Regnard J; Veil-Picard M; Bouhaddi M; Castagna O;
Diving and hyperbaric medicine [Diving Hyperb Med] 2021 Dec 20; Vol. 51 (4), pp. 376-381.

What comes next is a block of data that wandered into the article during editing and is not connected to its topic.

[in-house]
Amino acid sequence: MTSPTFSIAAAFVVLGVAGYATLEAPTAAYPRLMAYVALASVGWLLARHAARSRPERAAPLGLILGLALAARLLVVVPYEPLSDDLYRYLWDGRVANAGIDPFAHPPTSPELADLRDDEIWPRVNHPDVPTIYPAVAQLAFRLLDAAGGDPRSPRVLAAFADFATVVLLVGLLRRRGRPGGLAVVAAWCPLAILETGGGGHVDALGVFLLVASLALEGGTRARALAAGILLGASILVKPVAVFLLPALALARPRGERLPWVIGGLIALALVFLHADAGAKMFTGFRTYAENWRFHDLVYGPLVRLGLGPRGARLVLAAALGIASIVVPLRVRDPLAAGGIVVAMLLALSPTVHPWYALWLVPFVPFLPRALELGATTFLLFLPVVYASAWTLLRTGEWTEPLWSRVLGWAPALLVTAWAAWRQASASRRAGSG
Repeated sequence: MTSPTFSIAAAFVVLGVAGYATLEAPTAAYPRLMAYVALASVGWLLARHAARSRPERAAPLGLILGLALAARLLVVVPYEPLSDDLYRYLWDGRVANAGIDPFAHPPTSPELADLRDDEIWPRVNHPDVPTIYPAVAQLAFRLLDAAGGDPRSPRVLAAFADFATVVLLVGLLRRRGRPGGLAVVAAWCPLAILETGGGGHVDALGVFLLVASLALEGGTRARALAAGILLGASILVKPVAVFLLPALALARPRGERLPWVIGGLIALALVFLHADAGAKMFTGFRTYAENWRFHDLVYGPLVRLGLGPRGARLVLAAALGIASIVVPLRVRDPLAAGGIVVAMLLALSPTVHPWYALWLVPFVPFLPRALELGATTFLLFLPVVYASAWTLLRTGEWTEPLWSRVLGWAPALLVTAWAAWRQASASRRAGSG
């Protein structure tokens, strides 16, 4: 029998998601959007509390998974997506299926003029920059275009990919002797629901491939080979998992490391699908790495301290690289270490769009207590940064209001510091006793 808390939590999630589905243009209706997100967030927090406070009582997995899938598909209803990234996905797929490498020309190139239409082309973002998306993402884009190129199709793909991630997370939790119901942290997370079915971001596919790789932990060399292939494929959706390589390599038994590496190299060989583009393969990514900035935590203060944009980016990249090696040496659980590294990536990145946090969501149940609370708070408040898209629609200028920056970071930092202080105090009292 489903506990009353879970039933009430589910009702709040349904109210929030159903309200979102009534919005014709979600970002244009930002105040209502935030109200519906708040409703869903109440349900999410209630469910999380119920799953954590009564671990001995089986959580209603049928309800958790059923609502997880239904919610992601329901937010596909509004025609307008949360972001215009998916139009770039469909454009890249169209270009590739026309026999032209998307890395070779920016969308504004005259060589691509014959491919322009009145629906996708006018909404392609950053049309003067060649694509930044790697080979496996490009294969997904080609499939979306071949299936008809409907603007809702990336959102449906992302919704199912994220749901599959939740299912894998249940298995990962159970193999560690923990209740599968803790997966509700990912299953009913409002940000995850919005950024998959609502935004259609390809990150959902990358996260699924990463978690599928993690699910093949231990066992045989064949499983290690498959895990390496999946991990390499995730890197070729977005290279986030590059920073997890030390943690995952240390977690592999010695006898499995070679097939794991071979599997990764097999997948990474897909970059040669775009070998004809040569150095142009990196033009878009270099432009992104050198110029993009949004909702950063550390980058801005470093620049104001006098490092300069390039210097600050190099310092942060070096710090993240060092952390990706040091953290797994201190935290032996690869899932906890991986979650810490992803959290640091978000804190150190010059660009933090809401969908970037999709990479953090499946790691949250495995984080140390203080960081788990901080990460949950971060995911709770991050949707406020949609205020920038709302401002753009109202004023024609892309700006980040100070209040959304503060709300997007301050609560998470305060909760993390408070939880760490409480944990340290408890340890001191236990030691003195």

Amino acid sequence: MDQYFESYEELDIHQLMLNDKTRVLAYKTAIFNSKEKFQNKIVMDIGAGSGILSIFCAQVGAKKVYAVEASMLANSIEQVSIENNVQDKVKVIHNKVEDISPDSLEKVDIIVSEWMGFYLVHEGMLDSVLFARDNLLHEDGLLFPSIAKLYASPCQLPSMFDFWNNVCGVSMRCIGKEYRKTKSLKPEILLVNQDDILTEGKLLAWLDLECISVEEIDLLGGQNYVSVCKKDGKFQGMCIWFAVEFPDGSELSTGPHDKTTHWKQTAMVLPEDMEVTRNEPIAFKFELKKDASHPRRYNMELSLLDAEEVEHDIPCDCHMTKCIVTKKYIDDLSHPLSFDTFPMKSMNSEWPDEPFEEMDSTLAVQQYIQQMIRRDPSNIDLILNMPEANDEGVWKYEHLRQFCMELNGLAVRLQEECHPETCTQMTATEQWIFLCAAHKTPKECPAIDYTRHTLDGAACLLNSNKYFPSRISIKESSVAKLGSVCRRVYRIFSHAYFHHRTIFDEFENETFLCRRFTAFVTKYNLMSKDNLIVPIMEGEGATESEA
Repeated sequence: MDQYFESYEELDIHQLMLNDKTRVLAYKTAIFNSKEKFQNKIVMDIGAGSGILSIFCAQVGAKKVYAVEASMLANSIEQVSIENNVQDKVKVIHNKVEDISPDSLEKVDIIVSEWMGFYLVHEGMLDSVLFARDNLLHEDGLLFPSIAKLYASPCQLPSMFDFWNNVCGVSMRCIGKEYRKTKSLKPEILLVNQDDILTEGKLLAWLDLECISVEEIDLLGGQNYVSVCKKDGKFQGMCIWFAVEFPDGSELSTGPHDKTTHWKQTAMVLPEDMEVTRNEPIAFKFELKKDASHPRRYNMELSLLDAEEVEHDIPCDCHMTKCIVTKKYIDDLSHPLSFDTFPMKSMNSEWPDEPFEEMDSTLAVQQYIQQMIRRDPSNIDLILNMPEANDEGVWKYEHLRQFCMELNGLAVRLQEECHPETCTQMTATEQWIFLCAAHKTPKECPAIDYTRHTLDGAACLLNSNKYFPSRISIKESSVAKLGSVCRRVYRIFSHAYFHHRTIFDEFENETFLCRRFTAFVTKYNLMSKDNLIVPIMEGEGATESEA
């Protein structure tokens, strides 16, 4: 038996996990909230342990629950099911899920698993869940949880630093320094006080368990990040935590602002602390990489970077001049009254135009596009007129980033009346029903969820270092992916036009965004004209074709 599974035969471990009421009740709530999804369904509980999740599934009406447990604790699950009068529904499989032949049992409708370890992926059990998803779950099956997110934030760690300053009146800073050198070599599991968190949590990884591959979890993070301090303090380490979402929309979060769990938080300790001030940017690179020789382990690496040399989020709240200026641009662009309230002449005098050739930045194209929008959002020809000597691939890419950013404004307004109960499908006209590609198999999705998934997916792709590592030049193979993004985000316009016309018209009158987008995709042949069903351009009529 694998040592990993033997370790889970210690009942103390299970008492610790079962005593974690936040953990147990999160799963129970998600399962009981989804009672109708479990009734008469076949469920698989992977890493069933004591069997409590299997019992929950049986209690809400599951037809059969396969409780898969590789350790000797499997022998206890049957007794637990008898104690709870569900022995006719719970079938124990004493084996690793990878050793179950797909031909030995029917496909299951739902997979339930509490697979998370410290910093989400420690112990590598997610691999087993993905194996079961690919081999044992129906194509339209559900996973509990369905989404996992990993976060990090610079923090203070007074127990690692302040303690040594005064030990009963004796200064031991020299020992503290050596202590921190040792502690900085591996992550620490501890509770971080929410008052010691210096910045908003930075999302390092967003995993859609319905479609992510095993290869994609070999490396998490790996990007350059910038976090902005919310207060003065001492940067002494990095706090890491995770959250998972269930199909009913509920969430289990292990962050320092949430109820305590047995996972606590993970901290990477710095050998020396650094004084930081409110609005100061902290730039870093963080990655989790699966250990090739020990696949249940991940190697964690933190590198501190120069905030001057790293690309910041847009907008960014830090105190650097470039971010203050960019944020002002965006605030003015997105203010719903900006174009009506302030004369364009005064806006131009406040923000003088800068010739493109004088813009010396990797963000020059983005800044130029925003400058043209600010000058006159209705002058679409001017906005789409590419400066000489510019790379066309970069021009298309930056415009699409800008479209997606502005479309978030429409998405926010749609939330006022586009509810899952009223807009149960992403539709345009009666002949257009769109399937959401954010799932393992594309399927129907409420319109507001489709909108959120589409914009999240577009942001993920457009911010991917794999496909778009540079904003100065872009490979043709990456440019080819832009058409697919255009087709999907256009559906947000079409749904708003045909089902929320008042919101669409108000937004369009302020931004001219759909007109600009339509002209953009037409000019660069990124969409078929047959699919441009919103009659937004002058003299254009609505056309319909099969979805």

Symptoms and contributing factors of immersion pulmonary oedema (IPO) are not observed during non-immersed heart and lung function assessments. We report a case in which intense snorkelling led to IPO, which was subsequently investigated by duplicating cardiopulmonary exercise testing with (neoprene vest test – NVT) and without (standard test – ST) the wearing of a neoprene vest. The two trials utilised the same incremental cycling exercise protocol. The vest hastened the occurrence and intensity of dyspnoea and leg fatigue (Borg scales) and led to an earlier interruption of effort. Minute ventilation and breathing frequency rose faster in the NVT, while systolic blood pressure and pulse pressure were lower than in the ST. These observations suggest that restrictive loading of inspiratory work caused a faster rise of intensity and unpleasant sensations while possibly promoting pulmonary congestion, heart filling impairment and lowering blood flow to the exercising muscles. The subject reported sensations close to those of the immersed event in the NVT. These observations may indicate that increased external inspiratory loading imposed by a tight vest during immersion could contribute to pathophysiological events.